HCII Students’ Game Wins "Most Creative" at TreeHacks
Lucid Drums earned Most Creative Hack and finished in Top 8
Congratulations to Laura Beth Fulton, MHCI class of 2020, and Jiachen (Lilian) Gong, METALS class of 2020, for their recent success at TreeHacks 2020. Their team’s interactive VR game to improve childhood development and patient coordination through drumming finished in the top 8 and received a Grand Prize for “Most Creative Hack.”
Fulton and Gong attended the weekend hackathon at Stanford University February 14 to 16, 2020.
The pair from the Human-Computer Interaction Institute rounded out their team with two Stanford students they met at the in-person team formation event at the hackathon. The four teammates combined their passion for improving early childhood education with their strengths in user experience (UX), learning sciences, VR game design and machine learning to develop an educational game.
Over the course of the 36-hour event, the team developed the VR game Lucid Drums. This interactive VR game features a tropical environment where virtual purple hands tap virtual drums to the beat of any given song.
Players are judged on their accuracy to tap the drums with the rhythm of the song as indicated by approaching balls representing song beats. As players improve their coordination and skills, the game offers players differing levels of complexity.
Not only is Lucid Drums educational for young musicians but additional research showed that rhythmic drumming has also proved to be beneficial for rehab patients. Identifying rhythms and patterns helps adults recovering from motor impairments and drug addiction.
Another reason Lucid Drums is accommodating to patients in recovery is because the game can be played while sitting or standing. And, although it was an added challenge for the developers, players do not need the grip strength to hold onto a controller to play -- the system can recognize the player’s own hands for a more authentic “hands-on” drumming experience.
“With VR, we leveraged hand tracking which is currently a very new, developer-only ability with the Oculus Quest,” said Fulton. “Our team was proud that we successfully leveraged hand tracking to capture real-time movement and after several fixes, we removed lag and could pin-point accuracy for drum hits versus misses.”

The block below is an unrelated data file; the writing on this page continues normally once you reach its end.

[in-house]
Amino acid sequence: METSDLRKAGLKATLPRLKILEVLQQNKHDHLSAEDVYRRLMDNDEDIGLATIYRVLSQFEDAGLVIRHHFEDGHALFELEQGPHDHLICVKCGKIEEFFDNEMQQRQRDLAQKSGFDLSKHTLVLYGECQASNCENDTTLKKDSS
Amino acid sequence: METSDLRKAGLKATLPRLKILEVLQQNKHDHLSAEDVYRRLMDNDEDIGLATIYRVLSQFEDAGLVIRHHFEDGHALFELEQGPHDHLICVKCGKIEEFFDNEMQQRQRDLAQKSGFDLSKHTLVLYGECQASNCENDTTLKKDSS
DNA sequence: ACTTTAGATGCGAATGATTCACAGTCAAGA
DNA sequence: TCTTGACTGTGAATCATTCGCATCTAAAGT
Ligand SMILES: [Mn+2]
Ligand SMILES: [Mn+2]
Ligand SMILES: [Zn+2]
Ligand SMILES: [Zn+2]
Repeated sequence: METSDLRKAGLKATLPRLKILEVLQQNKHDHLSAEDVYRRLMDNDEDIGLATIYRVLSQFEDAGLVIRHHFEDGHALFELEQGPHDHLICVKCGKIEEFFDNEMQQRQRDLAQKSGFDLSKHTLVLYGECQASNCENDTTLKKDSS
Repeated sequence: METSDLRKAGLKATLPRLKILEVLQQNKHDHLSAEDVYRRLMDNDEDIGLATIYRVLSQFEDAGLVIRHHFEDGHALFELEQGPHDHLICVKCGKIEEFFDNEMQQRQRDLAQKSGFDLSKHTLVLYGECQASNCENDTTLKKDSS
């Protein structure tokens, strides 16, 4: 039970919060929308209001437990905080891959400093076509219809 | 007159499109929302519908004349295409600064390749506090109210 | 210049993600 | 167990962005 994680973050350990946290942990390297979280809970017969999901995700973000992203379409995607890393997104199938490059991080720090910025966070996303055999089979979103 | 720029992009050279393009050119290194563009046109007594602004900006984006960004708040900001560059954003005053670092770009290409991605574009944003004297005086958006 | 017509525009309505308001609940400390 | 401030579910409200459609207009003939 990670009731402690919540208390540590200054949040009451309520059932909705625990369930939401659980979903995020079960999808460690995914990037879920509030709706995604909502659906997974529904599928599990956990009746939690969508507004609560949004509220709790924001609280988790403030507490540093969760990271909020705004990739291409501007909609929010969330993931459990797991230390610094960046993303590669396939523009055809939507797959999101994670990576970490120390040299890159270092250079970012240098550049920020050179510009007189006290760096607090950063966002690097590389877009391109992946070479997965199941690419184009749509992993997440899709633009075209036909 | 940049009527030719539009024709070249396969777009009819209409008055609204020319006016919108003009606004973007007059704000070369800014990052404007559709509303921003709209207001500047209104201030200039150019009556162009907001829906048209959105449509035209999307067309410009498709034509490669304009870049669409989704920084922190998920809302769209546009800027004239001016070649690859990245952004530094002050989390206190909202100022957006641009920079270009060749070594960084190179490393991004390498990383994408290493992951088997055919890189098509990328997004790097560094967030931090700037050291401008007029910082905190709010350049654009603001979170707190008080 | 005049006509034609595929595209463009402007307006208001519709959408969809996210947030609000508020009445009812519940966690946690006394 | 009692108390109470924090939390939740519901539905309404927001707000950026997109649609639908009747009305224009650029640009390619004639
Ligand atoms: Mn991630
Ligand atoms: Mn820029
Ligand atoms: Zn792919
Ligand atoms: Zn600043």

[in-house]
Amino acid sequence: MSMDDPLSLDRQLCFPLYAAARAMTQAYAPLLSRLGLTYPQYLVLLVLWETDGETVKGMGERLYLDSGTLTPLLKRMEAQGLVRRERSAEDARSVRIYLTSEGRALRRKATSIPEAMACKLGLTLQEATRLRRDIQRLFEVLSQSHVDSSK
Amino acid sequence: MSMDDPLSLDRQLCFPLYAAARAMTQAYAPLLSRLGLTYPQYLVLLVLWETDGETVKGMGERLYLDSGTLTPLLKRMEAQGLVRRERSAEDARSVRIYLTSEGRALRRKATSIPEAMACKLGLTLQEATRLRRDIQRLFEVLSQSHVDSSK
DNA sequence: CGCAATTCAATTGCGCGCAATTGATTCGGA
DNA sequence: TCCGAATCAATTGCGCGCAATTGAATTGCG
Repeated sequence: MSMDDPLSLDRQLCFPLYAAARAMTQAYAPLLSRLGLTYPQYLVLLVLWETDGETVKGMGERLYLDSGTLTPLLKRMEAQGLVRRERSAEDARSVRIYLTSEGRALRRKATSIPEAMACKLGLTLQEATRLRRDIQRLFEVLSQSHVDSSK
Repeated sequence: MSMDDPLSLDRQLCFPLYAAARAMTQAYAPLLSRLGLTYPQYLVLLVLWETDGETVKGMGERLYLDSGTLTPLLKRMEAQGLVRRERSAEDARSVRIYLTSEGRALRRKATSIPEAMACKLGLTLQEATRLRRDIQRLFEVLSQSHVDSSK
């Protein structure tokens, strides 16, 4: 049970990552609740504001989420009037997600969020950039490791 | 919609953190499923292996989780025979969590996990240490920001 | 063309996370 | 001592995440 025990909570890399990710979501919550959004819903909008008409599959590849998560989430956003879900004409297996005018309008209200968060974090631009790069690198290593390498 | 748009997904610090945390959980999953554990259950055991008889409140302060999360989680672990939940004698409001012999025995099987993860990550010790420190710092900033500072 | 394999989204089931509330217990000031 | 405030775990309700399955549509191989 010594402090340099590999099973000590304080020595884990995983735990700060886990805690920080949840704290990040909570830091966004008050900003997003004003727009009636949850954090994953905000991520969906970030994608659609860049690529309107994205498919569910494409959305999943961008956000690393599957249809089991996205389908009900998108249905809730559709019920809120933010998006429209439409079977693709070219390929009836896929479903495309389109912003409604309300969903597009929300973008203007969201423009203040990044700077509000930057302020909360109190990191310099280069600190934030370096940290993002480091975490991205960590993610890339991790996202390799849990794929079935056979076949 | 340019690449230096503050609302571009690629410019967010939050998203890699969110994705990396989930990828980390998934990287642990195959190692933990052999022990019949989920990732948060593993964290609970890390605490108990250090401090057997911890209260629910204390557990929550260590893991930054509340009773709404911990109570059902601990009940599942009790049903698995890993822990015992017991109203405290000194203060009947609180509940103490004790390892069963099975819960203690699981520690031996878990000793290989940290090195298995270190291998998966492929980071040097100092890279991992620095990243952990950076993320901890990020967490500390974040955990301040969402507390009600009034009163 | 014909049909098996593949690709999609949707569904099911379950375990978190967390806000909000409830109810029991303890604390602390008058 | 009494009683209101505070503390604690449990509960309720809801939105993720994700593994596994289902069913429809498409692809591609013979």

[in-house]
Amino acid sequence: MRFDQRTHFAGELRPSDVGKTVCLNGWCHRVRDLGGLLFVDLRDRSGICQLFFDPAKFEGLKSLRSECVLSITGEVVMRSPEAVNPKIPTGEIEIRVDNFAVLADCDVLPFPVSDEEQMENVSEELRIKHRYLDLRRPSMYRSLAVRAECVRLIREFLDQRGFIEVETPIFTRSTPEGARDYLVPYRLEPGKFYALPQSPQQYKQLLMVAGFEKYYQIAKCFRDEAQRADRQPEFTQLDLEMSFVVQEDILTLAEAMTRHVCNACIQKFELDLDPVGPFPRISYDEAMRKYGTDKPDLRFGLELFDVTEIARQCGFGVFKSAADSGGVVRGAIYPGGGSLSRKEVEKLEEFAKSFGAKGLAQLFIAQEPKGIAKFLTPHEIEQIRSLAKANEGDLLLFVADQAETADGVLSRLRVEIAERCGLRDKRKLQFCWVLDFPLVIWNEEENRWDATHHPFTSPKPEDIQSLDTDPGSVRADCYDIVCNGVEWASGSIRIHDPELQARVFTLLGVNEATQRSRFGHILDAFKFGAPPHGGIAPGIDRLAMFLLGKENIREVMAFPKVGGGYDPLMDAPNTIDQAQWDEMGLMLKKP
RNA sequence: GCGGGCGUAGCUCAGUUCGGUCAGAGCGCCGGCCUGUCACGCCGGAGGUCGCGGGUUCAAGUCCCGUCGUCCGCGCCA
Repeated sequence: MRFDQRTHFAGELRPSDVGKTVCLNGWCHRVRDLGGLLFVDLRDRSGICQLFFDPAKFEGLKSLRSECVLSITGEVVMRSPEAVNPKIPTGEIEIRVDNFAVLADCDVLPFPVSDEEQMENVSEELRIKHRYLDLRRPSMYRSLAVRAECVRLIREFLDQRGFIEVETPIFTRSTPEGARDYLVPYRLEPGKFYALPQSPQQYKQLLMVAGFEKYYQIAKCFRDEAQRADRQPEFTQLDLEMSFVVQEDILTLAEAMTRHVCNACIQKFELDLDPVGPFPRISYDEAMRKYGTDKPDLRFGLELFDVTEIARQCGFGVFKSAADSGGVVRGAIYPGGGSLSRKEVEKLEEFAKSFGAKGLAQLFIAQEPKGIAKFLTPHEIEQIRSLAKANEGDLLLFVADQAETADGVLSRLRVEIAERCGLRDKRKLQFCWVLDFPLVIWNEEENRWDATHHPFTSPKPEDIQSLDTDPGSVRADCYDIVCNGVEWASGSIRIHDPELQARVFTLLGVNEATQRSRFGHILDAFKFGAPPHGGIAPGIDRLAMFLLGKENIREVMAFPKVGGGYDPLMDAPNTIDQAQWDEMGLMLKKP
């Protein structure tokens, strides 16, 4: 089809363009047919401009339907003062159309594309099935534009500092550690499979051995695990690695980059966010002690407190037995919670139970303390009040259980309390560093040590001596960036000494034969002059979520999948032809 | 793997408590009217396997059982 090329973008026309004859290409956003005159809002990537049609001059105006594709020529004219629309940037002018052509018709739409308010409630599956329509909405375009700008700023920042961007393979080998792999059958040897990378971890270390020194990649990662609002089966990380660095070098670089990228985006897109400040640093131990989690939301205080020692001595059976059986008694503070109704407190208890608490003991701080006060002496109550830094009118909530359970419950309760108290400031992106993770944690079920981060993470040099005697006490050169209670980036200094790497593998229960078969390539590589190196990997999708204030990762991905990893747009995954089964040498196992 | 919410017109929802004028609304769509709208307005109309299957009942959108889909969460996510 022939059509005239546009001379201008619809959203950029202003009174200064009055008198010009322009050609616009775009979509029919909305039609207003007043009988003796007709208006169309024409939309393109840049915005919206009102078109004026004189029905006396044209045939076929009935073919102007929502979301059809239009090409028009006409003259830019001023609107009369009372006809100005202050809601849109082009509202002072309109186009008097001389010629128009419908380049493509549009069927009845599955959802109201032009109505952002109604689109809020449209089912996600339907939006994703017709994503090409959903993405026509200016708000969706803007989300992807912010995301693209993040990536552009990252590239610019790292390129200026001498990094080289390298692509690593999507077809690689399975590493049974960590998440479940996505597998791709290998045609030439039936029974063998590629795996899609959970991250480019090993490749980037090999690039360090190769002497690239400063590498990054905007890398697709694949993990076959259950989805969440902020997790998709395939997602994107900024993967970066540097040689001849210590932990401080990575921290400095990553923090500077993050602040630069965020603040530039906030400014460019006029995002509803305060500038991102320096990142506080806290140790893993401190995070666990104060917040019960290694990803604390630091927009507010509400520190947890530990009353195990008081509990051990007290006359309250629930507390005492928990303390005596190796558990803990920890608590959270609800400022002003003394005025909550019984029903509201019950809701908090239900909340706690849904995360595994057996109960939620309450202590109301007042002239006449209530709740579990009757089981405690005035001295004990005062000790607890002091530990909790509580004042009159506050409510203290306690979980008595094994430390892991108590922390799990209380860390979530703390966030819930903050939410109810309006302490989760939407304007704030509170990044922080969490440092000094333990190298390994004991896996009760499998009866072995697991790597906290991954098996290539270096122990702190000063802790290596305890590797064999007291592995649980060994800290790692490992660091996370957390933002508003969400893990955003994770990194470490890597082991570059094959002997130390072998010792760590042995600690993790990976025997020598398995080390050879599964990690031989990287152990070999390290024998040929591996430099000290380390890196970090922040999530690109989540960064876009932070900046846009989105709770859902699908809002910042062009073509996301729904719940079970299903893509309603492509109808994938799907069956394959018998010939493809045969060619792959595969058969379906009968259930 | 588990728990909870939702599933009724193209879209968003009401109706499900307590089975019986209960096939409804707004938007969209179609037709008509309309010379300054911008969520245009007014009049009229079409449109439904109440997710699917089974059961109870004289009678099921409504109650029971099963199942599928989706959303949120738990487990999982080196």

The team built the VR application for the Oculus Quest headset using the game development platform Unity. Gong applied knowledge from the course Introduction to Machine Learning (10-601) last semester to build the auto beat detection and generation algorithm based on the Recurrent Neural Network (RNN). This deep learning algorithm allows the users to play Lucid Drums with any music they choose.
Achieving a place in the top 8 at this event is no easy task; TreeHacks is a competitive event with a selective application process. This year it brought together 1,300 students -- beginners and hackathon veterans alike -- from universities across the globe.
For some students like Gong, it was their first hackathon experience. “I’m a formal social science major student, so I didn’t have the opportunity to attend a hackathon during my undergraduate,” said Gong. “After joining CMU, the idea of attending a hackathon came up and that’s the reason I decided to take part in the TreeHacks.”
Fulton is a hackathon veteran from her undergraduate days, and even founded an all-female hackathon at the University of Pittsburgh. She submitted her application to TreeHacks over winter break with the goal of trying something new this time.
“On previous hackathon projects, I’ve always been on the engineering side,” said Fulton. “Through TreeHacks, I wanted to apply the design (UI/UX) skills I’ve been developing through the Master of Human-Computer Interaction program at CMU. The TreeHack hackathon VR and health domains were especially appealing to me as I am interested in game design and how VR can promote recovery in clinical settings.”
With experience comes the wisdom of making sure to prioritize a balance of wellness during an intense event like this. Fulton said, “I’ve been to hackathons before and left the weekend feeling exhausted and delirious. At this hackathon, our team was intentional to take time to go to sleep. I really believe that getting good sleep helps us be more creative and makes the experience more fun.”
Both of our masters students felt that their time at the HCII prepared them for their success at TreeHacks. For Fulton, it was the interdisciplinary nature of the HCII.
“I have seen that the HCII has a strong focus on cross-discipline collaboration. This has been evident with my research with Dr. Perer (co-advised by Dr. Hammer) where our small research team is comprised of students from departments across the School of Computer Science. Specific to MHCI, my coursework in Interaction Design Studio (05-651) was very applicable; the focus on team collaboration, designing for user needs and rapid prototyping, and pitching has prepared me to be a better UX Designer and was instrumental in my contribution to the hackathon team,” Fulton said.
Gong drew inspiration in designing the educational aspects for the game from the HCII courses E-learning Design Principles (05-823) and Personalized Online Learning (05-432/05-832). “I reflected on a lot of learning science principles and tried my best to implement them in this game to yield the optimal learning experience and outcome for children,” said Gong.
TreeHacks did not have traditional 1st, 2nd or 3rd place winners, but rather recognized six category winners and four overall grand prizes. The Lucid Drums team was awarded one of the grand prizes for “Most Creative Hack.” They also placed in the Top 8 (out of almost 200) teams, which provided the opportunity to present their pitch on stage to everyone at the hackathon as well as to a live online audience via livestream.
Watch a demo of Lucid Drums below.